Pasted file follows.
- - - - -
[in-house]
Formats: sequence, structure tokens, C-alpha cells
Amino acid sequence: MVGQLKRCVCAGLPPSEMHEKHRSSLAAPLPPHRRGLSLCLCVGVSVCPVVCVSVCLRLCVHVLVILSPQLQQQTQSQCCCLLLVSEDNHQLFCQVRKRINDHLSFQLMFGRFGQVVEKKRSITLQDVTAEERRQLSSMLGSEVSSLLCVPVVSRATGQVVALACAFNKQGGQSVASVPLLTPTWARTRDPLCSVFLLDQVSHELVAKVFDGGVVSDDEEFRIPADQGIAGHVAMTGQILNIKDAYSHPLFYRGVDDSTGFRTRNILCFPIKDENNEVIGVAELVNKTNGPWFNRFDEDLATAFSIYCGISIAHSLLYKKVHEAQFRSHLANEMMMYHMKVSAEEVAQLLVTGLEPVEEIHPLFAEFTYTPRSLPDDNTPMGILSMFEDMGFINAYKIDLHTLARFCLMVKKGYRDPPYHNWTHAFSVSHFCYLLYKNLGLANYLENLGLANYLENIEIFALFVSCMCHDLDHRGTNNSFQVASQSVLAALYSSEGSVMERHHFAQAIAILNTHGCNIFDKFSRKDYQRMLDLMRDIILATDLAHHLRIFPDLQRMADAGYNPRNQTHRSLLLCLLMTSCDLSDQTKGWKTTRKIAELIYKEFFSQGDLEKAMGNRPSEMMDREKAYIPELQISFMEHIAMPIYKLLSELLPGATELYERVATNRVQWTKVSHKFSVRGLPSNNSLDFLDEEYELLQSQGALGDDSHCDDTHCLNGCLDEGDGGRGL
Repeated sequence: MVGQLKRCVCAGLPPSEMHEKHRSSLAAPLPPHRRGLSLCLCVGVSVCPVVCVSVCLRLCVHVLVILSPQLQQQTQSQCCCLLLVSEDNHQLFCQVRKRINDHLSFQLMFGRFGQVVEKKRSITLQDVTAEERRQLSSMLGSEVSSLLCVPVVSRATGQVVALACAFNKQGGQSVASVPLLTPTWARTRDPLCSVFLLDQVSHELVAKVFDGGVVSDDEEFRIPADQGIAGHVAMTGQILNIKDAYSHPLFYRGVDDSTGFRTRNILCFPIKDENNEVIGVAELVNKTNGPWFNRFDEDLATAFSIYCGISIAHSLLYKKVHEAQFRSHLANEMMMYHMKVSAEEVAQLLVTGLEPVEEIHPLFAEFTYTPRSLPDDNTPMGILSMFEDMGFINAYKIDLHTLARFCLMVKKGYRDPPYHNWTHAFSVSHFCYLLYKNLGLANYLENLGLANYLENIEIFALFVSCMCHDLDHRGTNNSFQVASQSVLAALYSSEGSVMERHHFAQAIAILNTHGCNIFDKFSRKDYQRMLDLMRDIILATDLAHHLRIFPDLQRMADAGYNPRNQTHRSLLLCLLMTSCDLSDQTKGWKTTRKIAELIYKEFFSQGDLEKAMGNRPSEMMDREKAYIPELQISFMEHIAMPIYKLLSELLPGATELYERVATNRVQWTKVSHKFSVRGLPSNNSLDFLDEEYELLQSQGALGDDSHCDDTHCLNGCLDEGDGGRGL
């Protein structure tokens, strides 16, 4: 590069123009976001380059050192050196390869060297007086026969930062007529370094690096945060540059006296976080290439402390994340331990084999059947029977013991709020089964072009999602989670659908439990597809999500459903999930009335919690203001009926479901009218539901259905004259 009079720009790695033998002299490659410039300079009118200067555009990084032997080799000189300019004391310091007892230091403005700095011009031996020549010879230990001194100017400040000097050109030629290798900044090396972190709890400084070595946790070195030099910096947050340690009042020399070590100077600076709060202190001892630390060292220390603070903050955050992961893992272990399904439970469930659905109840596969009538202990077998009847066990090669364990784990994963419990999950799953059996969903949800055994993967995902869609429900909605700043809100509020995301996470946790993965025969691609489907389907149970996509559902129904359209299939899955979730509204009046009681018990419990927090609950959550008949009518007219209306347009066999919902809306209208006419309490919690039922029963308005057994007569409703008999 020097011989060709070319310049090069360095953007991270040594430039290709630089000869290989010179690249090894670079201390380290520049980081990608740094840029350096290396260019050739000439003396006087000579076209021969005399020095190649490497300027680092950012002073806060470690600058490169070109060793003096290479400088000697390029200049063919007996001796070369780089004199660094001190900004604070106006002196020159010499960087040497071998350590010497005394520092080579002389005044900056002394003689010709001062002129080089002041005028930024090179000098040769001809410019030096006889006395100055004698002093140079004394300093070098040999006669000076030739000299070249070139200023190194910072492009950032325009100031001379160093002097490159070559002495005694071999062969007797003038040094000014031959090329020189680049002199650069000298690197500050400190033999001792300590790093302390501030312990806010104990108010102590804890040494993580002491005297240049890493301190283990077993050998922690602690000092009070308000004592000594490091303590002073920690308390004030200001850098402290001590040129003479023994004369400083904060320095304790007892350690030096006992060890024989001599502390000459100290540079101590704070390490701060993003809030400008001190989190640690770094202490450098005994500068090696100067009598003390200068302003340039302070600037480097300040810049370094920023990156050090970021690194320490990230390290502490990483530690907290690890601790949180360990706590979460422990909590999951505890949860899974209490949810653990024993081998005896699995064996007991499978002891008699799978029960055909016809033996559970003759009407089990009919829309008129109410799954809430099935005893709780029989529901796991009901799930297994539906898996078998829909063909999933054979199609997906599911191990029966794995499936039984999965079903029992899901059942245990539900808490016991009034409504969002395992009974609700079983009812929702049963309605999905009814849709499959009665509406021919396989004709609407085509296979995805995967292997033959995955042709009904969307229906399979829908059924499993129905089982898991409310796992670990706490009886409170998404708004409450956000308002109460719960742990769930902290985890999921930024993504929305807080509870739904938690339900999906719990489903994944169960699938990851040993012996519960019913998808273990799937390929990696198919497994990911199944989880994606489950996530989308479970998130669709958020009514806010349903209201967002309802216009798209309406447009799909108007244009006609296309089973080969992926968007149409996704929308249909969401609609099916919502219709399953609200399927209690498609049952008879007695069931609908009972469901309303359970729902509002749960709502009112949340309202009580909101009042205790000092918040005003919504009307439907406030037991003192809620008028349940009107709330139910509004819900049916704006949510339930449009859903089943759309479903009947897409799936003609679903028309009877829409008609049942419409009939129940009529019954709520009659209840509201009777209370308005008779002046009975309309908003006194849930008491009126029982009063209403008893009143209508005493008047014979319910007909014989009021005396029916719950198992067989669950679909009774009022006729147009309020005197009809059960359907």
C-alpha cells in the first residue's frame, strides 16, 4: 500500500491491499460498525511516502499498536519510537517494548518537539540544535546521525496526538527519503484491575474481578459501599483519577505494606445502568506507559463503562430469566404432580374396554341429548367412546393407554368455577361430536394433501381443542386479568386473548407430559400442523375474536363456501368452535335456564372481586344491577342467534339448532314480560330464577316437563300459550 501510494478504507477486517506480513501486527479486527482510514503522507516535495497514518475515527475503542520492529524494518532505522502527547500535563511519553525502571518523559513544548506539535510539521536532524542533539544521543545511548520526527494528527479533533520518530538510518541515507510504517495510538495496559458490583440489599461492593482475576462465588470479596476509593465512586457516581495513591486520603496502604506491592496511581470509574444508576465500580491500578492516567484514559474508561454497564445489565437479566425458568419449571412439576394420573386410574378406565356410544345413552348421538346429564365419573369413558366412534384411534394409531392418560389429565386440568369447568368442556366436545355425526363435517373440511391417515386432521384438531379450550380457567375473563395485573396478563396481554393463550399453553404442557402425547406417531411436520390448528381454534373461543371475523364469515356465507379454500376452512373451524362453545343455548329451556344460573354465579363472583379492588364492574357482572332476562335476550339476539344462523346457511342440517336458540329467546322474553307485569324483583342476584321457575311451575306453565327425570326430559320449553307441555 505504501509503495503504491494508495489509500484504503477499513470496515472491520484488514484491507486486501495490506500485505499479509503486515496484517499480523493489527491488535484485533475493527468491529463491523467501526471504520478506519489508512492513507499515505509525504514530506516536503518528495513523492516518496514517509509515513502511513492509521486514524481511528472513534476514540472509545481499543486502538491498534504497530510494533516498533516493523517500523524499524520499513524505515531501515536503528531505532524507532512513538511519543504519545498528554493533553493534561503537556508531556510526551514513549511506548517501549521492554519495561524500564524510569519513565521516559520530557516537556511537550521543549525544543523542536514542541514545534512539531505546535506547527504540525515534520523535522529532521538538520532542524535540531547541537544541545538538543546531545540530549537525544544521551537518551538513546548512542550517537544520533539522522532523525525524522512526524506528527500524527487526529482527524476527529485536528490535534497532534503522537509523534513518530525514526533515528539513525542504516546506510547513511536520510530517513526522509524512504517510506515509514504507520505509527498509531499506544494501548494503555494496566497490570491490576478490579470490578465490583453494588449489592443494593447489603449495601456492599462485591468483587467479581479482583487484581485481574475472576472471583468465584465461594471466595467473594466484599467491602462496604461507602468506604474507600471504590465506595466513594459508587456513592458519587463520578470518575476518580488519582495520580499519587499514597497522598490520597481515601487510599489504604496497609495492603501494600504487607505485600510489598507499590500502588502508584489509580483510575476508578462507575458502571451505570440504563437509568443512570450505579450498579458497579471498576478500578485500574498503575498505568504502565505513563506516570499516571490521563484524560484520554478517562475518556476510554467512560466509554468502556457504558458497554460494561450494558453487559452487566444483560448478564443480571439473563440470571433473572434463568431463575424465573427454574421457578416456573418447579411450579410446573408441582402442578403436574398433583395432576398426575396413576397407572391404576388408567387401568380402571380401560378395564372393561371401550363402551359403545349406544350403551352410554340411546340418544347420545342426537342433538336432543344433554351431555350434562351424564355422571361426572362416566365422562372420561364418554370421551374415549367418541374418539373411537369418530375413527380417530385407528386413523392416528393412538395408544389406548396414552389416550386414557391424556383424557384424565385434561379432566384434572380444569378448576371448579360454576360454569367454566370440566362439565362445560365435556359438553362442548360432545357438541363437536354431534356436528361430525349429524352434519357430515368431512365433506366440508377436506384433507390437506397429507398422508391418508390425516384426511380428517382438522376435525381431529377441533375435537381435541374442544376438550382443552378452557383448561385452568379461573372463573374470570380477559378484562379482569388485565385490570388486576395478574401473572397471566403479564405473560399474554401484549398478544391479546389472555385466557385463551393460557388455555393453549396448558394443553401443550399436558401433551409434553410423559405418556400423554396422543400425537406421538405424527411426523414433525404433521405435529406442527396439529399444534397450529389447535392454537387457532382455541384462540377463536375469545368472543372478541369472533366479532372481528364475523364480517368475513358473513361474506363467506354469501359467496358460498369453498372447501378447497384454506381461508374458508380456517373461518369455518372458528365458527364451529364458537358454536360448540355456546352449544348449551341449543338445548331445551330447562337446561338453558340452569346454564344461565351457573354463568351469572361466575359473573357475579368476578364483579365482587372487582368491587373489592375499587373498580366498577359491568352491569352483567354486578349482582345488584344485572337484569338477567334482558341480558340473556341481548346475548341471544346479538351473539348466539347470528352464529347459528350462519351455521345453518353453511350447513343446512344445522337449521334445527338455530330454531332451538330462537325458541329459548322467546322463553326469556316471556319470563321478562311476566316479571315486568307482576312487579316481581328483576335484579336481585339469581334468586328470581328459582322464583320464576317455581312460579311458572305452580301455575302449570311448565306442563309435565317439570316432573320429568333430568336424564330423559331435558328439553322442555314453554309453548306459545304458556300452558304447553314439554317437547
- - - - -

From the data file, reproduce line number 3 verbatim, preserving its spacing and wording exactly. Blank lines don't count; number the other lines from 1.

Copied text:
Amino acid sequence: MVGQLKRCVCAGLPPSEMHEKHRSSLAAPLPPHRRGLSLCLCVGVSVCPVVCVSVCLRLCVHVLVILSPQLQQQTQSQCCCLLLVSEDNHQLFCQVRKRINDHLSFQLMFGRFGQVVEKKRSITLQDVTAEERRQLSSMLGSEVSSLLCVPVVSRATGQVVALACAFNKQGGQSVASVPLLTPTWARTRDPLCSVFLLDQVSHELVAKVFDGGVVSDDEEFRIPADQGIAGHVAMTGQILNIKDAYSHPLFYRGVDDSTGFRTRNILCFPIKDENNEVIGVAELVNKTNGPWFNRFDEDLATAFSIYCGISIAHSLLYKKVHEAQFRSHLANEMMMYHMKVSAEEVAQLLVTGLEPVEEIHPLFAEFTYTPRSLPDDNTPMGILSMFEDMGFINAYKIDLHTLARFCLMVKKGYRDPPYHNWTHAFSVSHFCYLLYKNLGLANYLENLGLANYLENIEIFALFVSCMCHDLDHRGTNNSFQVASQSVLAALYSSEGSVMERHHFAQAIAILNTHGCNIFDKFSRKDYQRMLDLMRDIILATDLAHHLRIFPDLQRMADAGYNPRNQTHRSLLLCLLMTSCDLSDQTKGWKTTRKIAELIYKEFFSQGDLEKAMGNRPSEMMDREKAYIPELQISFMEHIAMPIYKLLSELLPGATELYERVATNRVQWTKVSHKFSVRGLPSNNSLDFLDEEYELLQSQGALGDDSHCDDTHCLNGCLDEGDGGRGL